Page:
• The vice he had always scorned and scoffed at the most: greed
  • Siddhartha simply got up and left his life he had made
  • He wanted to end his own life but his “ohm” pierced his soul and made him come to his senses
  • His friend from childhood Govinda was there waiting when he awoke, but didn’t recognize Siddhartha
  • He had long given away his 3 arts of fasting, thinking, and waiting, and traded them for luxury, sensuality, and wealth
    • He had to experience vice and despair and sink down to the thought of suicide in order to experience grace
  • Rare are the people who know how to listen
  • Nothing was, nothing will be, everything is and has being and is present
  • Kamela and his son happened to come across Siddhartha and the ferryman
  • He lost Kamela but gained his son
    • He was once a rich man who became even richer
  • He loved his son and cherished the sorrow and suffering of love he brought, more than joy and happiness without the boy
  • People need to find their path and live their own life. Parents cannot shield their children from that suffering
  • His son ran away to live his own life. Siddhartha couldn’t take care of his son
  • All these simple, powerful, and potent drives were no longer infantile for him
  • He saw life, love, and passions and all of their deeds
  • He discovered the ability secret heart to think the thought of oneness, to feel and breathe the oneness and every moment
  • He realized and remembered that his father suffered the same fate he is suffering by having his son run away
  • Seeking means having a goal. But finding means being free, being open, having no goal
  • Knowledge can be communicated, but not wisdom
    • We can find it, live it, be carried by it, work wonders with it, but cannot utter it or teach it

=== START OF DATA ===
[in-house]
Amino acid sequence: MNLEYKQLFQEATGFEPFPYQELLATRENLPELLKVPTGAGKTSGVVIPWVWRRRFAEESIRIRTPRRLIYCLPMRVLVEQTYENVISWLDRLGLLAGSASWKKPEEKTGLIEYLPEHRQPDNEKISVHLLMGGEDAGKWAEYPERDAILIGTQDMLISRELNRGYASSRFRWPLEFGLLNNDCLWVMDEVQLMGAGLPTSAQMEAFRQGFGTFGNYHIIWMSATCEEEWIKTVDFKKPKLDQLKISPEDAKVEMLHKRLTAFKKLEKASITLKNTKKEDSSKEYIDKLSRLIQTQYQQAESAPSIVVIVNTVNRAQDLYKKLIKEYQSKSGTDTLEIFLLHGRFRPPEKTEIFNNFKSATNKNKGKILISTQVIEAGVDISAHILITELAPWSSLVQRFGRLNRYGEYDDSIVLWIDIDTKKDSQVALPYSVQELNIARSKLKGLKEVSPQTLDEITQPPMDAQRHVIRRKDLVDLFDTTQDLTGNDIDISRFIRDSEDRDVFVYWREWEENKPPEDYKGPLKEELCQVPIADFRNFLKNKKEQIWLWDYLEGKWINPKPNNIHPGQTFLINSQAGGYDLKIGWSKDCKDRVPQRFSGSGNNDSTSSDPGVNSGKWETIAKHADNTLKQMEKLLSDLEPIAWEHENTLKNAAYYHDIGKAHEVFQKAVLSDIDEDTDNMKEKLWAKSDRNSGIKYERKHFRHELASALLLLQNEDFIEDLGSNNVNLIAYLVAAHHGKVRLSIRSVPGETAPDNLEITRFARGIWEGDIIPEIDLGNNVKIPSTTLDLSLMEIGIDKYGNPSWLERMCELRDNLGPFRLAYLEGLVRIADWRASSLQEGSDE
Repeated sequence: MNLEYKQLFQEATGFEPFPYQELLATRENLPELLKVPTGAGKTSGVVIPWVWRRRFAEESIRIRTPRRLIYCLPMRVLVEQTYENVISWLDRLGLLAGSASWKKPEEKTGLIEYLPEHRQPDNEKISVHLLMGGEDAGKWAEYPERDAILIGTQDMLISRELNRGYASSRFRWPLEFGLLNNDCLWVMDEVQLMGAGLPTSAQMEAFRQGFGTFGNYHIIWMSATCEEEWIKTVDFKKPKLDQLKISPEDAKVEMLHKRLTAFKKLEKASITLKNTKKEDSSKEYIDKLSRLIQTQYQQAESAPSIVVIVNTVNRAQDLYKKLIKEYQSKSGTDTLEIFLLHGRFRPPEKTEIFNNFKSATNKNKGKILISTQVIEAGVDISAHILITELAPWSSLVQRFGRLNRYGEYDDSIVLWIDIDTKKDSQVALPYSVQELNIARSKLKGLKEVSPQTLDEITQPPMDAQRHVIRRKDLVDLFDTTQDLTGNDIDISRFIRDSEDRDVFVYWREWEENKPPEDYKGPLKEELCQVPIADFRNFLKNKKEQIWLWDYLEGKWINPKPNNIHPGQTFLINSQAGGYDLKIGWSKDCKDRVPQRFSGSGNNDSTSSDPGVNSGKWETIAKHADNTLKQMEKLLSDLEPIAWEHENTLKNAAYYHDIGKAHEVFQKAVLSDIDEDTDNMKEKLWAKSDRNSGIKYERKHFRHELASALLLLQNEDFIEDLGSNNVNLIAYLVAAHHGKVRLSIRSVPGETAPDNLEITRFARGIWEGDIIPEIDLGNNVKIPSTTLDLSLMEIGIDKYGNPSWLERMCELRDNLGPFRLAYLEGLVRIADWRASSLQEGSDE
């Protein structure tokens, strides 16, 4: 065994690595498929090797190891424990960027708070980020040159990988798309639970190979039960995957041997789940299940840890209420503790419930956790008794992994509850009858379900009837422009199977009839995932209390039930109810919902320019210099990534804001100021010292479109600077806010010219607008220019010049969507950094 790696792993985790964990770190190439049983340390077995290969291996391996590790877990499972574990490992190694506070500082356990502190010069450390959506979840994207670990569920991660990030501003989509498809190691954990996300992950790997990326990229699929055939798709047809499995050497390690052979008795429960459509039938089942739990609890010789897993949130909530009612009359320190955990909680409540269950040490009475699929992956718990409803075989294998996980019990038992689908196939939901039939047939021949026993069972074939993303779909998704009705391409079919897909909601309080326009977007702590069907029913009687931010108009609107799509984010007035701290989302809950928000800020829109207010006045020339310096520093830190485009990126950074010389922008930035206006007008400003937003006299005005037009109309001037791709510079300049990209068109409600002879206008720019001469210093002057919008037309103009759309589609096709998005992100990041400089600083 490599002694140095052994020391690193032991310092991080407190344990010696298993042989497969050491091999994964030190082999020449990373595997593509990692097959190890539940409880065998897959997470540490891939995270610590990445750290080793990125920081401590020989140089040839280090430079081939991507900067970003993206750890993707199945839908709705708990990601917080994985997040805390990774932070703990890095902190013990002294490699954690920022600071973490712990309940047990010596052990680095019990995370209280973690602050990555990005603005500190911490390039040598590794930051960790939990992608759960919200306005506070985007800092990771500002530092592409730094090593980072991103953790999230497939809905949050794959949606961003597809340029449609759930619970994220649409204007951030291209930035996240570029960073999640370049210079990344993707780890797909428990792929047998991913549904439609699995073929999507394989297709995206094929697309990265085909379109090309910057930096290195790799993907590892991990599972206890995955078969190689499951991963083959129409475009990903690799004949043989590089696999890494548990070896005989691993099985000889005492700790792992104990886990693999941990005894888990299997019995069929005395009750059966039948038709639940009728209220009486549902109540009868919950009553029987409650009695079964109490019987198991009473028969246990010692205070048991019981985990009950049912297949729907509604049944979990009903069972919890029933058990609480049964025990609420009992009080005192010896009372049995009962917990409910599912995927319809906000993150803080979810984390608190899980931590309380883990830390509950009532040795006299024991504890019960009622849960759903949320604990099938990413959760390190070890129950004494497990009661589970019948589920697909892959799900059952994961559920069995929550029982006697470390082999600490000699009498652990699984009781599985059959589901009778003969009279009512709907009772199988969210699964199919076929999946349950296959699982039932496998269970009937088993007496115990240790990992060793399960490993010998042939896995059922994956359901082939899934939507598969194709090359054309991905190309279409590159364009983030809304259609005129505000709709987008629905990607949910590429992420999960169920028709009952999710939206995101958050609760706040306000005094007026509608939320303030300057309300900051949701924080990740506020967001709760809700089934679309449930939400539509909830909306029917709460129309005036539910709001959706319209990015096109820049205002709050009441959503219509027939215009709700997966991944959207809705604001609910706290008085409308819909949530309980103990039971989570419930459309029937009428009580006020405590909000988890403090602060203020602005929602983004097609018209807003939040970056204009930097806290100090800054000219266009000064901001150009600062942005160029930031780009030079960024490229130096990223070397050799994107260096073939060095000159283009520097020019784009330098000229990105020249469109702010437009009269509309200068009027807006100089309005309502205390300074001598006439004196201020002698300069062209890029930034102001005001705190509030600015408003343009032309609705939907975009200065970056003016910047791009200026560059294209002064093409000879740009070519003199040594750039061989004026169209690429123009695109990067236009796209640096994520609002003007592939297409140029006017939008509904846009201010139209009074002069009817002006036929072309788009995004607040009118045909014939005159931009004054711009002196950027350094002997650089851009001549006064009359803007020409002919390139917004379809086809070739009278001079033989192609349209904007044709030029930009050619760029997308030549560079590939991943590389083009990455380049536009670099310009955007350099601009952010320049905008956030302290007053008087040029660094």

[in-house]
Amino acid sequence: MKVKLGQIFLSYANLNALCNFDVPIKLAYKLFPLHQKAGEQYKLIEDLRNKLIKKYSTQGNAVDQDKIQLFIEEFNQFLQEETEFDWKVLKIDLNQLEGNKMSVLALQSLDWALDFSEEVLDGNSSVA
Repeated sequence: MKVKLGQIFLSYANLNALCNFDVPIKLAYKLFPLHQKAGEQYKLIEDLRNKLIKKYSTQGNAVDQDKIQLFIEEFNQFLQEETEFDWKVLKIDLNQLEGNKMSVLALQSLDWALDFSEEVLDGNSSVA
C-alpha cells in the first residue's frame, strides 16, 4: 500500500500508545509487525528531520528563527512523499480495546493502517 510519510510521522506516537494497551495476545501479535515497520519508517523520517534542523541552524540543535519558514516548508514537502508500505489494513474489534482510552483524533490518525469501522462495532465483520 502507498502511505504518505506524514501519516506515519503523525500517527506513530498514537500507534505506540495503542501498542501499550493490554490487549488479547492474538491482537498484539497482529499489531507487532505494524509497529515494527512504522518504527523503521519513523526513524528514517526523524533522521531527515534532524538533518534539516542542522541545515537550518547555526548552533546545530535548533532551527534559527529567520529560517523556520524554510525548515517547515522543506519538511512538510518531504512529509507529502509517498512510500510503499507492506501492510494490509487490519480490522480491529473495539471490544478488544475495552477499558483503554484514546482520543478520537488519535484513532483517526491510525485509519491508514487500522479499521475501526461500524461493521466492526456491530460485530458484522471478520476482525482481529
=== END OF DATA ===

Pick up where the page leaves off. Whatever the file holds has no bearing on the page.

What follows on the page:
• He learn how to give up resistance, to love the world, and to stop comparing the world with any world he wished for or imagined, with any perfection he thinks up. He’s learned to let the world be as it is and to love it and to belong to it gladly
  • Siddhartha’s life was a parallel to Buddha

Closing thoughts:

A really good book, very insightful and definitely different from what I ready 80-90% of the time. For me, it felt like it took a while for the story to really get going. The first quarter was dragging on, but when I got to the parts where he transferred from the world of the monks to the world of the people, I started to see the value. From there, it was a slow downhill that eventually plateaued. I definitely started to get lost near the end. The reader did a good job with reading the words with passion, but it became so esoteric by the last few pages. Overall, still a great book and definitely worth a revisit.


Siddhartha journey to find what it means to be alive and living, the balance between the spiritual, physical, mental, and human aspects of life.